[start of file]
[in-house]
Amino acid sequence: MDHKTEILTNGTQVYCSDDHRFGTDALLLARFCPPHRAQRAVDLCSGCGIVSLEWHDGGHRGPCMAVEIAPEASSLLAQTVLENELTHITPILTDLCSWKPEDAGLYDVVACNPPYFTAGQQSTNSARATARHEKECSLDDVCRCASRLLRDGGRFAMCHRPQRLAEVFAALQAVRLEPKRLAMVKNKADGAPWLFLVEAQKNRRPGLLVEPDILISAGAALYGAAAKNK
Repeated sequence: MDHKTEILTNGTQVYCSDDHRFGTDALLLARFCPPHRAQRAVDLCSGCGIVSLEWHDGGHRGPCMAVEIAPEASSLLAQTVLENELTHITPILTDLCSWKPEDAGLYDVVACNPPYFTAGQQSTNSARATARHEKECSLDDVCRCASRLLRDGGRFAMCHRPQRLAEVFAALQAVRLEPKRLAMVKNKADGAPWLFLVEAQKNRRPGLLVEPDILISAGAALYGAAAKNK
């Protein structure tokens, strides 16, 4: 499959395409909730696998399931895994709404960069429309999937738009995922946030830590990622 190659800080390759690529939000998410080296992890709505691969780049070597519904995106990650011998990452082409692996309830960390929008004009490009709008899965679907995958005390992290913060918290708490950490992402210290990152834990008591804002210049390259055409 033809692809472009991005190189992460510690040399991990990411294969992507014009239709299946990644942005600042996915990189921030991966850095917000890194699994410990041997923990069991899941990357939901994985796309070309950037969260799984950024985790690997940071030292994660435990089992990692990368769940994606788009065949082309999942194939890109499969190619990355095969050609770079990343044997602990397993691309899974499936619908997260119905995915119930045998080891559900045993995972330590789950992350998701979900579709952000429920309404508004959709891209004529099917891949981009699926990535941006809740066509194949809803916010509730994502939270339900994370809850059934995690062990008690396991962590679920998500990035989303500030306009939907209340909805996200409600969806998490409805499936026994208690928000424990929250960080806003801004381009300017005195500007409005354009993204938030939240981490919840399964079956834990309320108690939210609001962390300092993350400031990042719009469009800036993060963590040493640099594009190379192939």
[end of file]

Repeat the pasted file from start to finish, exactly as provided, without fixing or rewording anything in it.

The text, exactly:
[in-house]
Amino acid sequence: MDHKTEILTNGTQVYCSDDHRFGTDALLLARFCPPHRAQRAVDLCSGCGIVSLEWHDGGHRGPCMAVEIAPEASSLLAQTVLENELTHITPILTDLCSWKPEDAGLYDVVACNPPYFTAGQQSTNSARATARHEKECSLDDVCRCASRLLRDGGRFAMCHRPQRLAEVFAALQAVRLEPKRLAMVKNKADGAPWLFLVEAQKNRRPGLLVEPDILISAGAALYGAAAKNK
Repeated sequence: MDHKTEILTNGTQVYCSDDHRFGTDALLLARFCPPHRAQRAVDLCSGCGIVSLEWHDGGHRGPCMAVEIAPEASSLLAQTVLENELTHITPILTDLCSWKPEDAGLYDVVACNPPYFTAGQQSTNSARATARHEKECSLDDVCRCASRLLRDGGRFAMCHRPQRLAEVFAALQAVRLEPKRLAMVKNKADGAPWLFLVEAQKNRRPGLLVEPDILISAGAALYGAAAKNK
């Protein structure tokens, strides 16, 4: 499959395409909730696998399931895994709404960069429309999937738009995922946030830590990622 190659800080390759690529939000998410080296992890709505691969780049070597519904995106990650011998990452082409692996309830960390929008004009490009709008899965679907995958005390992290913060918290708490950490992402210290990152834990008591804002210049390259055409 033809692809472009991005190189992460510690040399991990990411294969992507014009239709299946990644942005600042996915990189921030991966850095917000890194699994410990041997923990069991899941990357939901994985796309070309950037969260799984950024985790690997940071030292994660435990089992990692990368769940994606788009065949082309999942194939890109499969190619990355095969050609770079990343044997602990397993691309899974499936619908997260119905995915119930045998080891559900045993995972330590789950992350998701979900579709952000429920309404508004959709891209004529099917891949981009699926990535941006809740066509194949809803916010509730994502939270339900994370809850059934995690062990008690396991962590679920998500990035989303500030306009939907209340909805996200409600969806998490409805499936026994208690928000424990929250960080806003801004381009300017005195500007409005354009993204938030939240981490919840399964079956834990309320108690939210609001962390300092993350400031990042719009469009800036993060963590040493640099594009190379192939």